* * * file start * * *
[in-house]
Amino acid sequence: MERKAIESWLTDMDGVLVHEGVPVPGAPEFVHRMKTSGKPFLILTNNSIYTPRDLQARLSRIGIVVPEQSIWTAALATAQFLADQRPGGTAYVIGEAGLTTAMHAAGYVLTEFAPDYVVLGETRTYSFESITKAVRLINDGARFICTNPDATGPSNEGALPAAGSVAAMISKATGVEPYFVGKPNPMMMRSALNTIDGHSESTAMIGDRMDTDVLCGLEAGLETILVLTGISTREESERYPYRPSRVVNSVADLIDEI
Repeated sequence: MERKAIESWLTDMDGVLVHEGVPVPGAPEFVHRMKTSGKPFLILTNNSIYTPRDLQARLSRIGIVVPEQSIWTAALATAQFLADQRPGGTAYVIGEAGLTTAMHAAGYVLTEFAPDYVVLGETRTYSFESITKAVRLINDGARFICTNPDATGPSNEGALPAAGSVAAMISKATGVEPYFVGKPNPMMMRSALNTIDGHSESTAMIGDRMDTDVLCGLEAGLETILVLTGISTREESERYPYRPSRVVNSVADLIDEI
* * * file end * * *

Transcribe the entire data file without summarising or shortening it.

[in-house]
Amino acid sequence: MERKAIESWLTDMDGVLVHEGVPVPGAPEFVHRMKTSGKPFLILTNNSIYTPRDLQARLSRIGIVVPEQSIWTAALATAQFLADQRPGGTAYVIGEAGLTTAMHAAGYVLTEFAPDYVVLGETRTYSFESITKAVRLINDGARFICTNPDATGPSNEGALPAAGSVAAMISKATGVEPYFVGKPNPMMMRSALNTIDGHSESTAMIGDRMDTDVLCGLEAGLETILVLTGISTREESERYPYRPSRVVNSVADLIDEI
Repeated sequence: MERKAIESWLTDMDGVLVHEGVPVPGAPEFVHRMKTSGKPFLILTNNSIYTPRDLQARLSRIGIVVPEQSIWTAALATAQFLADQRPGGTAYVIGEAGLTTAMHAAGYVLTEFAPDYVVLGETRTYSFESITKAVRLINDGARFICTNPDATGPSNEGALPAAGSVAAMISKATGVEPYFVGKPNPMMMRSALNTIDGHSESTAMIGDRMDTDVLCGLEAGLETILVLTGISTREESERYPYRPSRVVNSVADLIDEI